Besides the possibility of playful mischief, fictitious entries may be composed to catch copyright infringement. By including a trivial piece of false information in a larger work, it is easier to demonstrate plagiarism if the fictitious entry is copied along with other material. An admission of this motive appears in the preface to Chambers’s 1964 mathematical tables: “those [errors] that are known to exist form an uncomfortable trap for any would-be plagiarist”.[3] This is very similar to the inclusion of one or more trap streets on a map or invented phone numbers in a telephone directory.

In the United States, they may be used to demonstrate copying, but are not always sufficient to prove legal infringement if the material was not eligible for copyright (see Feist v. RuralFred Worth lawsuit or Nester’s Map & Guide Corp. v. Hagstrom Map Co., 796 F.Supp. 729, E.D.N.Y., 1992.)[4] These traps may still aid in detection of copying and may be proof of copyright infringement if the original material was eligible for copyright.

An outright forgery intended to mislead the reader on a matter of substance would not generally be classed as a fictitious entry.

Copyrighting a map this way is intriguing. It cannot be copyrighted any other way as is documented under the Trap Street section explanation below.(5)

A trap street is a fictitious entry in the form of a misrepresented street on a map, often outside the area the map nominally covers, for the purpose of “trapping” potential copyright violators of the map who, if caught, would be unable to explain the inclusion of the “trap street” on their map as innocent. On maps that are not of streets, other “copyright trap” features (such as nonexistent towns or mountains with the wrong elevations) may be inserted or altered for the same purpose.[1]

Trap streets are often nonexistent streets; but sometimes, rather than actually depicting a street where none exists, a map will misrepresent the nature of a street in a fashion that can still be used to detect copyright violators but is less likely to interfere with navigation. For instance, a map might add nonexistent bends to a street, or depict a major street as a narrow lane, without changing its location or its connections to other streets.

Trap streets are routinely denied and rarely acknowledged by publishers. This is not always the case, however. A popular driver’s atlas for the city of Athens, Greece, warns inside its front cover that potential copyright violators should beware of trap streets.[2]

Trap streets are not copyrightable under the federal law of the United States. In Nester’s Map & Guide Corp. v. Hagstrom Map Co., 796 F.Supp. 729, E.D.N.Y., 1992, a United States federal court found that copyright traps are not themselves protectable by copyright. There, the court stated: “[t]o treat ‘false’ facts interspersed among actual facts and represented as actual facts as fiction would mean that no one could ever reproduce or copy actual facts without risk of reproducing a false fact and thereby violating a copyright . . . . If such were the law, information could never be reproduced or widely disseminated.” (Id. at 733)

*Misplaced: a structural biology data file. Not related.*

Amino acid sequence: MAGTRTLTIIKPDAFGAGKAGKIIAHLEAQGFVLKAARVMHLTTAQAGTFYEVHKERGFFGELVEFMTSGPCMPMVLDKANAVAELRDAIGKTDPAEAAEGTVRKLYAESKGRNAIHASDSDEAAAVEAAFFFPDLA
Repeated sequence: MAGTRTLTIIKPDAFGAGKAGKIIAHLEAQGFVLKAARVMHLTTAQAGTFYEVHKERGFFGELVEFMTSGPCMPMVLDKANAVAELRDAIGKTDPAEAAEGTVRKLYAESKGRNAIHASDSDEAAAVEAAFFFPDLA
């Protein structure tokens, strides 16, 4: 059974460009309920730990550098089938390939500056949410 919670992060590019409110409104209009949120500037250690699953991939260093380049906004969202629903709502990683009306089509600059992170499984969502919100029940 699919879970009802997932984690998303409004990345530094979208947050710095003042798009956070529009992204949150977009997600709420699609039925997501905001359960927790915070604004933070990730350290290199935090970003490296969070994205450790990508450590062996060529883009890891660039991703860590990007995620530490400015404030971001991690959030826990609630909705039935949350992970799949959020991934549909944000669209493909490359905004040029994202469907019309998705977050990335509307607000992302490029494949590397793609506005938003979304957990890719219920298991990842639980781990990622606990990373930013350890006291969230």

In Alexandria Drafting Co. v. Andrew H. Amsterdam dba Franklin Maps, 43 U.S.P.Q. 2d (4 June 1997), the court ruled that “fictitious names may not be copyrighted” and “the existence, or non-existence, of a road is a non-copyrightable fact.”[4]

In a 2001 case, the Automobile Association in the United Kingdom agreed to settle a case for £20,000,000 when it was caught copying Ordnance Survey maps. In this case, the identifying “fingerprints” were not deliberate errors but rather stylistic features such as the width of roads.[5]

In another case, the Singapore Land Authority sued Virtual Map, an online publisher of maps, for infringing on their copyright. The Singapore Land Authority stated in their case that there were deliberate errors in maps they had provided to Virtual Map years earlier. Virtual Map denied this and insisted that they had done their own cartography.

I was interested to find that there is a map of nothing but Trap Streets and Paper Towns.  It basically takes you to coordinates on a map.  One of my favorite courses in college was Geography and creating and coloring maps.  Now much could be said about my enjoyment of coloring.  (I will leave that for another day.)  I do also like to read and follow maps.  While I do use a GPS more these days I am more comfortable with a map in my car as a navigation tool.

So there you have it once again.  A simple conversation leads to an interesting day of research which provides me with something about which to write.  Keeping current may keep me young.  Looking things up on the web for information and expanding my sphere of reference may also keep me aware and my mind sharp.   One can only hope.

I suppose I could do the same for the body.  Oh bother………………..


(1) http://johngreenbooks.com/paper-towns/






By ktsquared Posted in Trivia